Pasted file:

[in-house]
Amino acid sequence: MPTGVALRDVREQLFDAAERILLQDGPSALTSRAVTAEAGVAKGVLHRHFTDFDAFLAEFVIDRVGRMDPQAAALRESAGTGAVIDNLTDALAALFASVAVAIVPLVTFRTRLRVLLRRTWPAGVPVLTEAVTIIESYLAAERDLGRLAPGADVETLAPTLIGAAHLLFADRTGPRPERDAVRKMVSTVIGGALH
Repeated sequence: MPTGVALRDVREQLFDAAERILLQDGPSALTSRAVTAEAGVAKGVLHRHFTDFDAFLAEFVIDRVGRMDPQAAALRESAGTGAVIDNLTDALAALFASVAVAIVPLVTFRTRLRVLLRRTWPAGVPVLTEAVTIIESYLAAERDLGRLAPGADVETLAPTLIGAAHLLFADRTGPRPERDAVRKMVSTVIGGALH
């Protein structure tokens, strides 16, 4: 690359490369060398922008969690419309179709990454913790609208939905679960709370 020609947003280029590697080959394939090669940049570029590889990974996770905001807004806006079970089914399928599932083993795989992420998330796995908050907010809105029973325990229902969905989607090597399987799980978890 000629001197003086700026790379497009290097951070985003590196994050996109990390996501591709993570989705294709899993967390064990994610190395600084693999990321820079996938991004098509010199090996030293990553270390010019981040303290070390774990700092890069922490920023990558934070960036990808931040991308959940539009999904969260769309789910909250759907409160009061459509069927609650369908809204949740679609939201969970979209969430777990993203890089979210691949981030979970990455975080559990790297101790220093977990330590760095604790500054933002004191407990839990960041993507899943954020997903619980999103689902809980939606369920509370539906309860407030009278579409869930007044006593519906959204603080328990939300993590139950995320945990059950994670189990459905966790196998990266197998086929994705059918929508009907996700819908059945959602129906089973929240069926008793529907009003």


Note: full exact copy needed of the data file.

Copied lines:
[in-house]
Amino acid sequence: MPTGVALRDVREQLFDAAERILLQDGPSALTSRAVTAEAGVAKGVLHRHFTDFDAFLAEFVIDRVGRMDPQAAALRESAGTGAVIDNLTDALAALFASVAVAIVPLVTFRTRLRVLLRRTWPAGVPVLTEAVTIIESYLAAERDLGRLAPGADVETLAPTLIGAAHLLFADRTGPRPERDAVRKMVSTVIGGALH
Repeated sequence: MPTGVALRDVREQLFDAAERILLQDGPSALTSRAVTAEAGVAKGVLHRHFTDFDAFLAEFVIDRVGRMDPQAAALRESAGTGAVIDNLTDALAALFASVAVAIVPLVTFRTRLRVLLRRTWPAGVPVLTEAVTIIESYLAAERDLGRLAPGADVETLAPTLIGAAHLLFADRTGPRPERDAVRKMVSTVIGGALH
């Protein structure tokens, strides 16, 4: 690359490369060398922008969690419309179709990454913790609208939905679960709370 020609947003280029590697080959394939090669940049570029590889990974996770905001807004806006079970089914399928599932083993795989992420998330796995908050907010809105029973325990229902969905989607090597399987799980978890 000629001197003086700026790379497009290097951070985003590196994050996109990390996501591709993570989705294709899993967390064990994610190395600084693999990321820079996938991004098509010199090996030293990553270390010019981040303290070390774990700092890069922490920023990558934070960036990808931040991308959940539009999904969260769309789910909250759907409160009061459509069927609650369908809204949740679609939201969970979209969430777990993203890089979210691949981030979970990455975080559990790297101790220093977990330590760095604790500054933002004191407990839990960041993507899943954020997903619980999103689902809980939606369920509370539906309860407030009278579409869930007044006593519906959204603080328990939300993590139950995320945990059950994670189990459905966790196998990266197998086929994705059918929508009907996700819908059945959602129906089973929240069926008793529907009003």